Virginia Creeper, the Five Leaf Vine

Hickory and I decided it must be time to remind all you human readers what Virginia Creeper, Parthenocissis quinquefoila, looks like. Believe it or not, many, many of you trying to identify this five leaf–not three leaf–vine find your way to The Squirrel Nutwork.

Virginia Creeper new leaf color

Virginia Creeper, as the name implies, is a native plant. Because the new leaves can emerge with only three leaflets, and are also red tinged, it’s often mistaken for Poison Ivy, which we featured on our Nature’s Mysteries on April 24. That means Virginia Creeper often gets ripped up and we hate to see that happen. It does vine and can take over areas, but that doesn’t mean it’s a bad plant to have around. The broad leaves make a great ground cover. Mammals, maybe a bit smaller than us, can play hide and seek in them. Actually, they might really be hiding. I know the toads Hickory surprises are.  Many moth caterpillars eat these leaves, and the berries are eaten by scads of birds, and us, too!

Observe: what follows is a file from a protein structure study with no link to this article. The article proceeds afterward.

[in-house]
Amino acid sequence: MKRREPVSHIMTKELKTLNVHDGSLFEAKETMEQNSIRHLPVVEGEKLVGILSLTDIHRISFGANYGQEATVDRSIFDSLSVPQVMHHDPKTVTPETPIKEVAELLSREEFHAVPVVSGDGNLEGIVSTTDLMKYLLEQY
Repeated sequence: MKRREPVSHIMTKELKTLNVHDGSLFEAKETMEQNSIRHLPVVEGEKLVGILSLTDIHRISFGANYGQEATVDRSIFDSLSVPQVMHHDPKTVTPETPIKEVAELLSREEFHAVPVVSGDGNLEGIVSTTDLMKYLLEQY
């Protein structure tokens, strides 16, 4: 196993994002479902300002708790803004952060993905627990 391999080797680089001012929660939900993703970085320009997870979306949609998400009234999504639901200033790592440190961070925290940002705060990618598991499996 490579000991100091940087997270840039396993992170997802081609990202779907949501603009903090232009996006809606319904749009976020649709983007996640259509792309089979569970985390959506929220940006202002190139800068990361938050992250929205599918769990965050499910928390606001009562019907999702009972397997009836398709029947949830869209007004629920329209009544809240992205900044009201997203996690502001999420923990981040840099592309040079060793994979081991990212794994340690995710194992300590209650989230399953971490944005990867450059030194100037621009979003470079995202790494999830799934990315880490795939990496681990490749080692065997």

Just not by humans! These berries are poisonous to humans! Don’t ever think you can eat something a squirrel does.

If you’d like to test yourself to see if you can tell Virginia Creeper and Poison Ivy apart, here is a Mysteries post we ran last June with many photos. Have fun!

4 thoughts on “Virginia Creeper, the Five Leaf Vine

  1. I love Virginia Creeper and how it grows in difficult places. The eight spotted forester caterpillars REALLY love it, too. I don’t mind their visits at all because they are so pretty and the vine just keeps on growing after they leave.

    • Eight spotted Forester caterpillars? I had to look that one up. This butterfly website showed us the caterpillar and the butterfly. It’s definitely in Virginia, so we will keep sharp eyes out for it!
      Thanks for pointing it out, Debra!

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